Uo continues the story of her younger delinquency. Tohru hides her from rival gang members, and Uo starts to hang out at the Honda apartment from then on. Eventually they become the closer friends they are now. Back in the present, the delinquents following the group finally make their move, but Uo counters with maturity and understanding. The result is that she may just have a new admirer (or three).
It’s a cliché that friendship is the real magic, but it’s a cliché that still feels good to watch in action. Watching a younger Uo slowly warm to Tohru, come to respect and admire the ever-awesome Kyoko, and even agonize over whether she deserves a friend like Tohru (yes) makes for a solid episode. Even if the repeated visual imagery of Tohru’s muffins as a stand-in for her seemingly unconditional friendship was a bit cheesy, it still made me smile.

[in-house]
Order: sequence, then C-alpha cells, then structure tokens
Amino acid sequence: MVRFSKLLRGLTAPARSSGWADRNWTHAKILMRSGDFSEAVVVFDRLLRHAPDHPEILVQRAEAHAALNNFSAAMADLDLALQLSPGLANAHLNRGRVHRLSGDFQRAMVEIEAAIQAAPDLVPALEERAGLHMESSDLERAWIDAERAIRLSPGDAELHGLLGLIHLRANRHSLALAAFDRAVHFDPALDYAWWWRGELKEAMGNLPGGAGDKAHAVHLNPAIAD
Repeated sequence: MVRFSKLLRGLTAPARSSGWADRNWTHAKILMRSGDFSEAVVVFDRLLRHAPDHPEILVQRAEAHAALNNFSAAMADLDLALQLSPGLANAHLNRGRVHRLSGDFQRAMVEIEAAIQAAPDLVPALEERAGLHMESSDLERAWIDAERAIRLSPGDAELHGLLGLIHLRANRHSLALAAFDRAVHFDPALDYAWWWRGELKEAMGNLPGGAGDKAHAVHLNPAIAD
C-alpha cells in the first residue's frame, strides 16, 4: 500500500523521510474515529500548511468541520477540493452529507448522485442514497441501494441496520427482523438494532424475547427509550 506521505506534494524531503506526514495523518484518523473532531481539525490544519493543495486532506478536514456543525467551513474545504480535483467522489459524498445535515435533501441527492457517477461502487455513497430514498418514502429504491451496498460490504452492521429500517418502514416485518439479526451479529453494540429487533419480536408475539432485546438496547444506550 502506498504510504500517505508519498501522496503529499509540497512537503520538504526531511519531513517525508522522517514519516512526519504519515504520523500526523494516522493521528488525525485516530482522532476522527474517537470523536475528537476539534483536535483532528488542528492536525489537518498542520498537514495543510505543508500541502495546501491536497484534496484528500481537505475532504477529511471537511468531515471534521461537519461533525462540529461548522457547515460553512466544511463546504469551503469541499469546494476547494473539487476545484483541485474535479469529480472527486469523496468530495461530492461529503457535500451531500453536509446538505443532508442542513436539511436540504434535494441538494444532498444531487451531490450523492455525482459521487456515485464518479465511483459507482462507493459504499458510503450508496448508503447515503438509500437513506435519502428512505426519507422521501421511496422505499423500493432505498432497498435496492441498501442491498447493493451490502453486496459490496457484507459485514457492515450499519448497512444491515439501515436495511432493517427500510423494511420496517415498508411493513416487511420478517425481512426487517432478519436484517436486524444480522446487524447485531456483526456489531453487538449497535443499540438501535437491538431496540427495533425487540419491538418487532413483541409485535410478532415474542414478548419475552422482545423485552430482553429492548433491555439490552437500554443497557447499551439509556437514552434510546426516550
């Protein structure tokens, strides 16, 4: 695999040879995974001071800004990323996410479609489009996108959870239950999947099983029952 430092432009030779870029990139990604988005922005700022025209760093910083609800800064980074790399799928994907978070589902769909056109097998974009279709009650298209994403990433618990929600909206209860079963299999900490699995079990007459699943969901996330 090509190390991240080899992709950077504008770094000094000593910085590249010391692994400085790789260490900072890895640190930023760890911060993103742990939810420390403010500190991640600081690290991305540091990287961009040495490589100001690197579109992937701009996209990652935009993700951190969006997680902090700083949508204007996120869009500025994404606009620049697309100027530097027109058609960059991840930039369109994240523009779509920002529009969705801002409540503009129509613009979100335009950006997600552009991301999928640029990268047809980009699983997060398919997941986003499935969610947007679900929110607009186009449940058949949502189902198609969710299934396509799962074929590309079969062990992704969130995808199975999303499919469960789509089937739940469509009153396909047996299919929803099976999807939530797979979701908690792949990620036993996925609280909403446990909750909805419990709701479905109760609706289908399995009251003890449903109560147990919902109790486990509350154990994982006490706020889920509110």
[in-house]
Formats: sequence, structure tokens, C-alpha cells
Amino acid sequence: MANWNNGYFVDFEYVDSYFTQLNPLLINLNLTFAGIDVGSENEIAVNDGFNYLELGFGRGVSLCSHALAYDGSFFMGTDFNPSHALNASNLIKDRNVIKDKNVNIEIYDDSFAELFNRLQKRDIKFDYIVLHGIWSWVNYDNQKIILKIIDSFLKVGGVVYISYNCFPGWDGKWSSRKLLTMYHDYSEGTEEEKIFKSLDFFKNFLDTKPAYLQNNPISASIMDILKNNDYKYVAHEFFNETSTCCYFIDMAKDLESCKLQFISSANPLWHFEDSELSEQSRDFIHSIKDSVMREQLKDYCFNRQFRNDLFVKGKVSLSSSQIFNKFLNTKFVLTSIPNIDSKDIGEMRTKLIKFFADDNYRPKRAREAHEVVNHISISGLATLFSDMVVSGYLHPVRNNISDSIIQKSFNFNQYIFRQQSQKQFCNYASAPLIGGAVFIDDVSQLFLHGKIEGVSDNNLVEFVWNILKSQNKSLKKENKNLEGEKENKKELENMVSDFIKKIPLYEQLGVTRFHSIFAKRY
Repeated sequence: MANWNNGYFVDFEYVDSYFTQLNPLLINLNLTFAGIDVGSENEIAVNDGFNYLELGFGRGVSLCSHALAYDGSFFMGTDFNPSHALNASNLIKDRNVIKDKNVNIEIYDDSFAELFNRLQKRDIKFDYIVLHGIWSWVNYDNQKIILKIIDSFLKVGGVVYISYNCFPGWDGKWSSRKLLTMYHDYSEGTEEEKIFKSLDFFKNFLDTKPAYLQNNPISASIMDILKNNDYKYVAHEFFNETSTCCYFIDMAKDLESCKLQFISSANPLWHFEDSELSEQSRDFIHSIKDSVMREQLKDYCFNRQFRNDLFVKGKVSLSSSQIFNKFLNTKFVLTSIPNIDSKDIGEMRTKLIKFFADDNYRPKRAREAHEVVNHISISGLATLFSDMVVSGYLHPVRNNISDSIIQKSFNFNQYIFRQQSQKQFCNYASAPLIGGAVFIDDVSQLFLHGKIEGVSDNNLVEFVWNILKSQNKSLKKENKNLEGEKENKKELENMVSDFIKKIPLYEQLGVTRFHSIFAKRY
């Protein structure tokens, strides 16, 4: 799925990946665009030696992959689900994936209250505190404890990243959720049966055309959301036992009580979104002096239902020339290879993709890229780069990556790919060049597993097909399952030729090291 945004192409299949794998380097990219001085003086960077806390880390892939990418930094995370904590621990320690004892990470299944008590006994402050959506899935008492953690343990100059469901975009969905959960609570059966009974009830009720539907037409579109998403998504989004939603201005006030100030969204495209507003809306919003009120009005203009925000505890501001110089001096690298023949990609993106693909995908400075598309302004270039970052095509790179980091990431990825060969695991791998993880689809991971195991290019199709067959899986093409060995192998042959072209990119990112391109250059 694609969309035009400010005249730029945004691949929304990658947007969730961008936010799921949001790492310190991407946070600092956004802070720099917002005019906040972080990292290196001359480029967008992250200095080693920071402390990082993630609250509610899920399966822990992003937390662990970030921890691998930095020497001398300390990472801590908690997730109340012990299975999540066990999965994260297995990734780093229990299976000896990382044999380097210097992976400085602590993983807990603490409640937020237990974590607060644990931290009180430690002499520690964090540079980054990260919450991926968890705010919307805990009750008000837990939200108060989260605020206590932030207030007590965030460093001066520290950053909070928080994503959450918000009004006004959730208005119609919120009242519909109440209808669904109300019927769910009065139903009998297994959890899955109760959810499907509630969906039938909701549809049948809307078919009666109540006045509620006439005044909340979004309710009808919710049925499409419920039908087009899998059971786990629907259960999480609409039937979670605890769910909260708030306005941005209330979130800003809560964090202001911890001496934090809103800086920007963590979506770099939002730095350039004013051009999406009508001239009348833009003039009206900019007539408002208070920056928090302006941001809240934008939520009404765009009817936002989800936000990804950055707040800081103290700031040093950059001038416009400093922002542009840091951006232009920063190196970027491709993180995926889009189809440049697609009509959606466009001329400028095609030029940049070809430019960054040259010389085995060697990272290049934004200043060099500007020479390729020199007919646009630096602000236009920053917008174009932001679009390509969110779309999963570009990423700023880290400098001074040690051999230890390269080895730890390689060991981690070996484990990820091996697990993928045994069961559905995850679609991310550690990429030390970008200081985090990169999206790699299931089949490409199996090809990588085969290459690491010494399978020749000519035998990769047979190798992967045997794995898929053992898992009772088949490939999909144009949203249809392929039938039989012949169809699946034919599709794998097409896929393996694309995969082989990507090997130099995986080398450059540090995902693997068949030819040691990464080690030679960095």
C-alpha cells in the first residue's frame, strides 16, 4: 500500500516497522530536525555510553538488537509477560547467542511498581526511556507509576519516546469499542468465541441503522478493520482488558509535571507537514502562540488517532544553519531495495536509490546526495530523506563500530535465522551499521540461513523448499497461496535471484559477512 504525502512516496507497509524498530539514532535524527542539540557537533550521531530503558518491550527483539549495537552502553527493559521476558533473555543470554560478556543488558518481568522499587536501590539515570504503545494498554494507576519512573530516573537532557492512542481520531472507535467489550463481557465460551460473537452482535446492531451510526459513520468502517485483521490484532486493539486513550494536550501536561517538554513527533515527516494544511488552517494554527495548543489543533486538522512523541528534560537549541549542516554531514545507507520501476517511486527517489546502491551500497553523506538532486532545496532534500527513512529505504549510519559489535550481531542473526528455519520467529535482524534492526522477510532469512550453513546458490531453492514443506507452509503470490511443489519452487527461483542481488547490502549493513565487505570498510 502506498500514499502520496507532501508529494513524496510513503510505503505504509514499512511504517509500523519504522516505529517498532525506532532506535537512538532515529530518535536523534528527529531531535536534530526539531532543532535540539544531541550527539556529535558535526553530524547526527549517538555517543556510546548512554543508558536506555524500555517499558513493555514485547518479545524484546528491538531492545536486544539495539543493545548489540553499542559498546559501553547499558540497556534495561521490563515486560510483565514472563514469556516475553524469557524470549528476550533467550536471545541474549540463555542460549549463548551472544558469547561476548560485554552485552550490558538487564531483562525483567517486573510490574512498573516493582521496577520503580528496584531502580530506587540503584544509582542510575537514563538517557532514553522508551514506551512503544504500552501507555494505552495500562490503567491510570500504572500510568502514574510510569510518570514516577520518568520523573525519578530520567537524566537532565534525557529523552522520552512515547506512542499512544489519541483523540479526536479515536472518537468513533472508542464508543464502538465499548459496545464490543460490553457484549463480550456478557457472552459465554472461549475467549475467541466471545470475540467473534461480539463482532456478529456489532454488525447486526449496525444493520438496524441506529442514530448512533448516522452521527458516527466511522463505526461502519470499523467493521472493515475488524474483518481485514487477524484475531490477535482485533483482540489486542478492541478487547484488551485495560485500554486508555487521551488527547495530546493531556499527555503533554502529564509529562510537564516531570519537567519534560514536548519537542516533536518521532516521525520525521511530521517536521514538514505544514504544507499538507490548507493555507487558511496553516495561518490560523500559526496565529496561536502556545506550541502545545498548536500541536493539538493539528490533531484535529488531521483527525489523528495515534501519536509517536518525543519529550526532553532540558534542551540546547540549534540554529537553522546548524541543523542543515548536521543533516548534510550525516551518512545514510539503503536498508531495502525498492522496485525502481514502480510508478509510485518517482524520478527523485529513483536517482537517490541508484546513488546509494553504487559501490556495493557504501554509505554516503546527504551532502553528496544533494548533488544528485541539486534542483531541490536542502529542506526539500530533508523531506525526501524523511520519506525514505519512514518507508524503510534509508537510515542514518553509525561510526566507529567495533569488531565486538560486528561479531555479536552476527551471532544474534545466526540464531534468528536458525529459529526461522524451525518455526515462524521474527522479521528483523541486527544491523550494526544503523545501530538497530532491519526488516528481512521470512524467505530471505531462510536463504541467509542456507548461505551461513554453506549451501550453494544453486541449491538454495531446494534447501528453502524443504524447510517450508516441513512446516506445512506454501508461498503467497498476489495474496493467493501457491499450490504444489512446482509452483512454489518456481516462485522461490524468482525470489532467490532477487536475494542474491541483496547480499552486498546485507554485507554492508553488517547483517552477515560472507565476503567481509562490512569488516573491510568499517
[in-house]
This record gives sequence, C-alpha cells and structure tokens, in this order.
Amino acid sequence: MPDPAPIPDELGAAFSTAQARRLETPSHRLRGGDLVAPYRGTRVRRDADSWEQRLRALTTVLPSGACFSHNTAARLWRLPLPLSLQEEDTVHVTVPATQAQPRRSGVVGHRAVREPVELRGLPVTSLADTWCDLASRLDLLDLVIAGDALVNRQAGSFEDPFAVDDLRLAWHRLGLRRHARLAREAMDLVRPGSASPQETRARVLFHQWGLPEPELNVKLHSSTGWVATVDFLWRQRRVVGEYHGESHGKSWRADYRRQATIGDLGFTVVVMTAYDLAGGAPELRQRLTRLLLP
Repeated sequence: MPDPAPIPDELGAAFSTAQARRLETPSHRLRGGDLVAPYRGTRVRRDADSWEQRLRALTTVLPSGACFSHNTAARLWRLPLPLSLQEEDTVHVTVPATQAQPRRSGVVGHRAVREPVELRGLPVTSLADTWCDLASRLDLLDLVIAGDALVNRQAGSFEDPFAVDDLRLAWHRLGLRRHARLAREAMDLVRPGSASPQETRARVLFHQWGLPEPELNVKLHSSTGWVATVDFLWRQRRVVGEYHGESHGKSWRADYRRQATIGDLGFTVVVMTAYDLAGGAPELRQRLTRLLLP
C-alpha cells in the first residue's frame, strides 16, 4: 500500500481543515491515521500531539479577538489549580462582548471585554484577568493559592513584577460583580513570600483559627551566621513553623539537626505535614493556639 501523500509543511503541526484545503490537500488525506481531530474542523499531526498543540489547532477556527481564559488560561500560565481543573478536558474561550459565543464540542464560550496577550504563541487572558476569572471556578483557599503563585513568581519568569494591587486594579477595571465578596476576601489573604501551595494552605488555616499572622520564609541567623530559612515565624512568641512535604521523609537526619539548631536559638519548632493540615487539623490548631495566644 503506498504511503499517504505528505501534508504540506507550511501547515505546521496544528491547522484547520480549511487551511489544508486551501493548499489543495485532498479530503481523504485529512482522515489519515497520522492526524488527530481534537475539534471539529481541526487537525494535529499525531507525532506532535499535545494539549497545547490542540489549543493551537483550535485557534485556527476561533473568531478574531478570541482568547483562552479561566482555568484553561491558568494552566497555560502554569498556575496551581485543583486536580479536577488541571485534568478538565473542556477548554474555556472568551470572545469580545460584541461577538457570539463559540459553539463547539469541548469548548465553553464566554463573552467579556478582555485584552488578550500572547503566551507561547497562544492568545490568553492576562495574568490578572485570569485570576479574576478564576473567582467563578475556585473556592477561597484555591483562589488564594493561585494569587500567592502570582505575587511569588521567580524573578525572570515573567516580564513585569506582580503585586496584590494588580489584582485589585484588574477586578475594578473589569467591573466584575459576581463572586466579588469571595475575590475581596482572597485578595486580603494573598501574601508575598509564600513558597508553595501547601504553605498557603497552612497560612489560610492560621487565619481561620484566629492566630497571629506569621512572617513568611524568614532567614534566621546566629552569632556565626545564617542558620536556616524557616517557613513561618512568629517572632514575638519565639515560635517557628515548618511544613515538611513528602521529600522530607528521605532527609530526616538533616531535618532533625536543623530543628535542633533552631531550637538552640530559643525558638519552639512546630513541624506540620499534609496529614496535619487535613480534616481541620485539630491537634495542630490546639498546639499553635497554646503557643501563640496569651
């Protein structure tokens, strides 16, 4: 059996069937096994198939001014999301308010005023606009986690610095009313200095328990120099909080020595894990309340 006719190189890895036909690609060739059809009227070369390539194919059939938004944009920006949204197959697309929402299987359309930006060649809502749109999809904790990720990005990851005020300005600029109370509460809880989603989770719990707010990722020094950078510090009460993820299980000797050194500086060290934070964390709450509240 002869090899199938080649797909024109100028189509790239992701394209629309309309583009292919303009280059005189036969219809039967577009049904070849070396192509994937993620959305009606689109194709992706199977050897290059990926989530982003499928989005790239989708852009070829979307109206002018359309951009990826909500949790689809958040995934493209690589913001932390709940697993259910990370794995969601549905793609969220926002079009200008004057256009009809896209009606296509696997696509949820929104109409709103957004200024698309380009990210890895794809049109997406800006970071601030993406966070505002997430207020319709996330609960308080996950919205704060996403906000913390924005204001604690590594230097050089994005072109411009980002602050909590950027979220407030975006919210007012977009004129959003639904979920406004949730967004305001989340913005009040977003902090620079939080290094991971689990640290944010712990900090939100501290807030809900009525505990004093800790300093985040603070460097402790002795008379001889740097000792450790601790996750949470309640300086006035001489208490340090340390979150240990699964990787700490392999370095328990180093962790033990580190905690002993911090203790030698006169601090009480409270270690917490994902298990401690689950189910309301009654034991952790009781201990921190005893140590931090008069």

We also got some more of another strong point of the show – learning more about Kyoko through the people she interacted with. She offered advice and a place to feel safe for a young delinquent, reinforcing what seems to be the show’s central message: One truly selfless person can make a huge difference in the lives of many others.
In an episode packed with stuff, we even got another gem from Hana, as she stares down the three delinquents that have come to challenge Uo.
It’s hard to overstate how much I’m looking forward to learning about Hana.
As a final note, I really appreciated how the show wrapped up the unspoken darkness in Uo’s past. Throughout these two episodes, we’ve seen images of her home life – a busted apartment containing a deadbeat dad surrounded by empty liquor bottles.
In all her storytelling, it’s something she never directly spoke about, but it was always looming in the background. So it was really nice to get resolution for that part of her backstory in a brief scene that shows she’s taken her home back.